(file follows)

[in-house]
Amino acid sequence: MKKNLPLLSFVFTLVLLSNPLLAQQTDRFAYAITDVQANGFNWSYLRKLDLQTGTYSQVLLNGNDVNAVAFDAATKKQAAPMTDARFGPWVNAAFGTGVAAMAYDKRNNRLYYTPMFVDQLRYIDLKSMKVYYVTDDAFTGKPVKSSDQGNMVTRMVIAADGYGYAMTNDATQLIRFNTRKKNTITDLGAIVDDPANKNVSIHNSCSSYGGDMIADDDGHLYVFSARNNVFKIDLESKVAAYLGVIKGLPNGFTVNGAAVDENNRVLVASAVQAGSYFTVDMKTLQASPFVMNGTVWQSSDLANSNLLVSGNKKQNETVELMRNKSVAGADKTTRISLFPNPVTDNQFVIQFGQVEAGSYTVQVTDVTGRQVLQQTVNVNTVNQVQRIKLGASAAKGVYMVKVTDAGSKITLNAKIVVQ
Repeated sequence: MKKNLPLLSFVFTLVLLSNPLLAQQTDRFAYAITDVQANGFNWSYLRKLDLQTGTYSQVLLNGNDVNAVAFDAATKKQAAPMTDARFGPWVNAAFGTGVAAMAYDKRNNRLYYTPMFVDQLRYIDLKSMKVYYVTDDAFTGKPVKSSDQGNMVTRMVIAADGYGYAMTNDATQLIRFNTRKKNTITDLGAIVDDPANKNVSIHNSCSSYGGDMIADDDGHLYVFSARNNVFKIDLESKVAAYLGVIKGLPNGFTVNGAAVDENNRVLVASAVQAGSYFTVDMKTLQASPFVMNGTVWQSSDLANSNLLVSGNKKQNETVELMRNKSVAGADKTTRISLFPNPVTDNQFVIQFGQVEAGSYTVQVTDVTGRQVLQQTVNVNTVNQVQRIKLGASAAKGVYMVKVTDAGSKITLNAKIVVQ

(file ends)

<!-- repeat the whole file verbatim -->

[in-house]
Amino acid sequence: MKKNLPLLSFVFTLVLLSNPLLAQQTDRFAYAITDVQANGFNWSYLRKLDLQTGTYSQVLLNGNDVNAVAFDAATKKQAAPMTDARFGPWVNAAFGTGVAAMAYDKRNNRLYYTPMFVDQLRYIDLKSMKVYYVTDDAFTGKPVKSSDQGNMVTRMVIAADGYGYAMTNDATQLIRFNTRKKNTITDLGAIVDDPANKNVSIHNSCSSYGGDMIADDDGHLYVFSARNNVFKIDLESKVAAYLGVIKGLPNGFTVNGAAVDENNRVLVASAVQAGSYFTVDMKTLQASPFVMNGTVWQSSDLANSNLLVSGNKKQNETVELMRNKSVAGADKTTRISLFPNPVTDNQFVIQFGQVEAGSYTVQVTDVTGRQVLQQTVNVNTVNQVQRIKLGASAAKGVYMVKVTDAGSKITLNAKIVVQ
Repeated sequence: MKKNLPLLSFVFTLVLLSNPLLAQQTDRFAYAITDVQANGFNWSYLRKLDLQTGTYSQVLLNGNDVNAVAFDAATKKQAAPMTDARFGPWVNAAFGTGVAAMAYDKRNNRLYYTPMFVDQLRYIDLKSMKVYYVTDDAFTGKPVKSSDQGNMVTRMVIAADGYGYAMTNDATQLIRFNTRKKNTITDLGAIVDDPANKNVSIHNSCSSYGGDMIADDDGHLYVFSARNNVFKIDLESKVAAYLGVIKGLPNGFTVNGAAVDENNRVLVASAVQAGSYFTVDMKTLQASPFVMNGTVWQSSDLANSNLLVSGNKKQNETVELMRNKSVAGADKTTRISLFPNPVTDNQFVIQFGQVEAGSYTVQVTDVTGRQVLQQTVNVNTVNQVQRIKLGASAAKGVYMVKVTDAGSKITLNAKIVVQ